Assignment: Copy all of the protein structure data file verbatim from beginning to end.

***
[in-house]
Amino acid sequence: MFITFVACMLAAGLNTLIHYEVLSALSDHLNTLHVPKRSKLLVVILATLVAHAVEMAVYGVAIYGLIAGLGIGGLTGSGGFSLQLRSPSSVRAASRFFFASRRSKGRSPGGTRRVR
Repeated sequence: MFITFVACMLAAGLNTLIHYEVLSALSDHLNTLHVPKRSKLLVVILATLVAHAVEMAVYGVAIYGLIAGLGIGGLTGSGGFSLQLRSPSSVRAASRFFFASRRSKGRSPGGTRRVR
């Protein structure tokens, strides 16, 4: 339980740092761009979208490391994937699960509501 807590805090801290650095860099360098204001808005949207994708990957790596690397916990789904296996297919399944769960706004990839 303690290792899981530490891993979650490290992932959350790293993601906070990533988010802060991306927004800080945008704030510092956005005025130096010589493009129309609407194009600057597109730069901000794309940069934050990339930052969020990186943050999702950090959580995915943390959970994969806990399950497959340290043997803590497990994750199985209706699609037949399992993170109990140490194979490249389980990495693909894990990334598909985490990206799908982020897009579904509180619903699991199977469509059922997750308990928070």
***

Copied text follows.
[in-house]
Amino acid sequence: MFITFVACMLAAGLNTLIHYEVLSALSDHLNTLHVPKRSKLLVVILATLVAHAVEMAVYGVAIYGLIAGLGIGGLTGSGGFSLQLRSPSSVRAASRFFFASRRSKGRSPGGTRRVR
Repeated sequence: MFITFVACMLAAGLNTLIHYEVLSALSDHLNTLHVPKRSKLLVVILATLVAHAVEMAVYGVAIYGLIAGLGIGGLTGSGGFSLQLRSPSSVRAASRFFFASRRSKGRSPGGTRRVR
């Protein structure tokens, strides 16, 4: 339980740092761009979208490391994937699960509501 807590805090801290650095860099360098204001808005949207994708990957790596690397916990789904296996297919399944769960706004990839 303690290792899981530490891993979650490290992932959350790293993601906070990533988010802060991306927004800080945008704030510092956005005025130096010589493009129309609407194009600057597109730069901000794309940069934050990339930052969020990186943050999702950090959580995915943390959970994969806990399950497959340290043997803590497990994750199985209706699609037949399992993170109990140490194979490249389980990495693909894990990334598909985490990206799908982020897009579904509180619903699991199977469509059922997750308990928070």